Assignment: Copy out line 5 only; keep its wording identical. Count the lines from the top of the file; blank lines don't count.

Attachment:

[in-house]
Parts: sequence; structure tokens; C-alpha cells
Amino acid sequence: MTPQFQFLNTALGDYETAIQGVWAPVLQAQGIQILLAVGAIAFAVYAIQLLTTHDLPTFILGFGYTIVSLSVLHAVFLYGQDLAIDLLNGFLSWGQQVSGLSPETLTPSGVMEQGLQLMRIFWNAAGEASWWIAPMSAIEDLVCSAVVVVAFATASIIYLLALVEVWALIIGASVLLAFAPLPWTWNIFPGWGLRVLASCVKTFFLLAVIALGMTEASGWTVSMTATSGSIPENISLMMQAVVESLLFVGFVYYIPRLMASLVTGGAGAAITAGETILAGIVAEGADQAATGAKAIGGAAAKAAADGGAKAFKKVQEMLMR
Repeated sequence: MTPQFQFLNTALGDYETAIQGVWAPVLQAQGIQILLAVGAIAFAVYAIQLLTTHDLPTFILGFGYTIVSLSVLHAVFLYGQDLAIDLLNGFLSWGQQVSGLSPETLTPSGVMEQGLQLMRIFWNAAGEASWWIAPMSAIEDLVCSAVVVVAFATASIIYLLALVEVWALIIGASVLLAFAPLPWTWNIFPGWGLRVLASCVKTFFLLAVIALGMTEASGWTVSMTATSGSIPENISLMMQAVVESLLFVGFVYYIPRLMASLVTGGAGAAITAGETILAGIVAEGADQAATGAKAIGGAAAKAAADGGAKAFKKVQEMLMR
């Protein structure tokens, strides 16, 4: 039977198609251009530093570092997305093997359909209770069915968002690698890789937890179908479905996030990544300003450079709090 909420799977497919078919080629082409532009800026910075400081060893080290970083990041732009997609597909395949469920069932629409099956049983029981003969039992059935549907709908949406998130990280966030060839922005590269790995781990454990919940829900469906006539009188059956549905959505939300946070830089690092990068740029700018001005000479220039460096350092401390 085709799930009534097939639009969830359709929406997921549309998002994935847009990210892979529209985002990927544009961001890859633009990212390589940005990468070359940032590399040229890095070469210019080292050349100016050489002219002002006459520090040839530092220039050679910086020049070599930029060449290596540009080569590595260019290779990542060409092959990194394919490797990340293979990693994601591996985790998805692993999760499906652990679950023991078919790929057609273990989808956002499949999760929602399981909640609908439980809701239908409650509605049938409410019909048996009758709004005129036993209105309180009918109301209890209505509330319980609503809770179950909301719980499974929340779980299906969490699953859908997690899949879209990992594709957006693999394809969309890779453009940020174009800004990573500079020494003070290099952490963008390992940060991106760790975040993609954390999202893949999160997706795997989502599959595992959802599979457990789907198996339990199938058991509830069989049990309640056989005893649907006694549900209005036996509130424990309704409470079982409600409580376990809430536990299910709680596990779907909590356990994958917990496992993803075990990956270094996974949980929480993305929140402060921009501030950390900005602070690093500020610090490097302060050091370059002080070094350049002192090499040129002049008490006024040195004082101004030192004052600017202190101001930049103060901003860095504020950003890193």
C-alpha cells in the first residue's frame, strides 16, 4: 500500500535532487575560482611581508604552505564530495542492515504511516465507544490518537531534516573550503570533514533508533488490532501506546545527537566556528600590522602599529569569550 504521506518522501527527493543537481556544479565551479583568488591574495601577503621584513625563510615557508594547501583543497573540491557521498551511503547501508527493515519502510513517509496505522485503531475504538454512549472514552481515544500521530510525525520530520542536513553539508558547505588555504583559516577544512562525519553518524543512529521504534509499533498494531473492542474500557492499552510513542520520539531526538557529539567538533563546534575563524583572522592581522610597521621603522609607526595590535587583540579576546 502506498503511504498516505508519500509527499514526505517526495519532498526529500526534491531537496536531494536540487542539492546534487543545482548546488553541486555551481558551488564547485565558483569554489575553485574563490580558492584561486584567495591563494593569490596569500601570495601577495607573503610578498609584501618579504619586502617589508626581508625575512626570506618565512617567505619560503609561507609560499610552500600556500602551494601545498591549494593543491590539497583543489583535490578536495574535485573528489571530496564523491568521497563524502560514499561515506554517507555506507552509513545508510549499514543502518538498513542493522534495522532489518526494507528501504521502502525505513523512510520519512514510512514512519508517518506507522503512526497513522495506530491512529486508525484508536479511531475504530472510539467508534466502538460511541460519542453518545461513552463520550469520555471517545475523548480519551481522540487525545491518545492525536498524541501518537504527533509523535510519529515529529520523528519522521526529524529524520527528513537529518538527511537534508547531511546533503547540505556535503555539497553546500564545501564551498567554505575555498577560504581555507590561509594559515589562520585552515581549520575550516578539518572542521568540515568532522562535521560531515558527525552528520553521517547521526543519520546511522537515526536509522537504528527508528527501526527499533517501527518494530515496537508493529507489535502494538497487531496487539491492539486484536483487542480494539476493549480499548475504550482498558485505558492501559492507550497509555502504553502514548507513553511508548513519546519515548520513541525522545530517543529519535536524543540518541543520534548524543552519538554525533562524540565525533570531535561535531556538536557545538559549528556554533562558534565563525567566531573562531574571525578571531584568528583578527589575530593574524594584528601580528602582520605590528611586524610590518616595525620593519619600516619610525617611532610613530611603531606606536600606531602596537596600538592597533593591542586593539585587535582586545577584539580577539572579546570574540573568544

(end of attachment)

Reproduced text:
């Protein structure tokens, strides 16, 4: 039977198609251009530093570092997305093997359909209770069915968002690698890789937890179908479905996030990544300003450079709090 909420799977497919078919080629082409532009800026910075400081060893080290970083990041732009997609597909395949469920069932629409099956049983029981003969039992059935549907709908949406998130990280966030060839922005590269790995781990454990919940829900469906006539009188059956549905959505939300946070830089690092990068740029700018001005000479220039460096350092401390 085709799930009534097939639009969830359709929406997921549309998002994935847009990210892979529209985002990927544009961001890859633009990212390589940005990468070359940032590399040229890095070469210019080292050349100016050489002219002002006459520090040839530092220039050679910086020049070599930029060449290596540009080569590595260019290779990542060409092959990194394919490797990340293979990693994601591996985790998805692993999760499906652990679950023991078919790929057609273990989808956002499949999760929602399981909640609908439980809701239908409650509605049938409410019909048996009758709004005129036993209105309180009918109301209890209505509330319980609503809770179950909301719980499974929340779980299906969490699953859908997690899949879209990992594709957006693999394809969309890779453009940020174009800004990573500079020494003070290099952490963008390992940060991106760790975040993609954390999202893949999160997706795997989502599959595992959802599979457990789907198996339990199938058991509830069989049990309640056989005893649907006694549900209005036996509130424990309704409470079982409600409580376990809430536990299910709680596990779907909590356990994958917990496992993803075990990956270094996974949980929480993305929140402060921009501030950390900005602070690093500020610090490097302060050091370059002080070094350049002192090499040129002049008490006024040195004082101004030192004052600017202190101001930049103060901003860095504020950003890193």